Ronnie Cutrone, ‘USA Landscape #1’, 1987, Doyle

Among the many unique figures who were a part of the Factory scene, few were as truly close to Andy Warhol as Ronnie Cutrone (1948-2013). Arriving on the scene in 1965, still a high school student, Cutrone performed with Warhol’s Exploding Plastic Inevitable, before they evolved into the Velvet Underground. Ronnie worked closely with Warhol, helping to launch Interview magazine, as well as seminal design venues, such as the Mudd Club. From 1972 until 1982, Cutrone was Andy’s assistant, indispensable in creating a body of work with Warhol during that ten-year span. Cutrone’s personal artwork is indebted to Pop Art, but very much its own animal, bereft of the satirical re-appropriation that was exemplified by Warhol, Lichtenstein, Wesselmann and others. Cutrone’s many cartoon characters were icons, representing archetypal figures and ideas, updating and modernizing the religious painting. In a telling quote, Cutrone stated, “Everything is a cartoon for me. The ancient manuscripts are taken very seriously but they are really cartoons.” Ronnie Cutrone was the linchpin figure of Downtown NYC 80s Contemporary Art – the person who blazed the path, making New York possible for new paintings again, post-Warhol, post-Pop, showing a way to embrace the influence of one’s past, yet push on into the new. Ronnie Cutrone’s importance as mentor and artist opened the door for a renaissance of downtown artists, beginning in the early 80s and continuing onto today.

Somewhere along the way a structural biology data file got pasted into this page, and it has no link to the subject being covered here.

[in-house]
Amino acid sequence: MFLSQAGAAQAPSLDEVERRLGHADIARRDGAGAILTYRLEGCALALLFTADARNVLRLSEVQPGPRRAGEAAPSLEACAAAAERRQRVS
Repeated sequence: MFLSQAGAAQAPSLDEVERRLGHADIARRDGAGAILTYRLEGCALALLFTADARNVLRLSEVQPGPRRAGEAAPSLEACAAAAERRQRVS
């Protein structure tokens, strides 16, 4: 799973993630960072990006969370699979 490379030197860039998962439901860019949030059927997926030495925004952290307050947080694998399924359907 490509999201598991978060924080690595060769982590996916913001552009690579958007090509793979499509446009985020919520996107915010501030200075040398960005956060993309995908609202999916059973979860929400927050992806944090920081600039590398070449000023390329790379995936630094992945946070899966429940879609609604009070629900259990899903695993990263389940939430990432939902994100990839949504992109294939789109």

Framed. Dimensions of Frame: 47.5 x 84 x 2"

Condition: Tipped to backing. Mold stain at bottom left corner, running vertically at left edge approximately 8 inches. Stain runs along entire bottom edge, with heaviest staining at left corner.

Signature: Signed Ronnie Cutrone, dated 1987 and inscribed as titled (lr).

The Estate of Ronnie Cutrone

About Ronnie Cutrone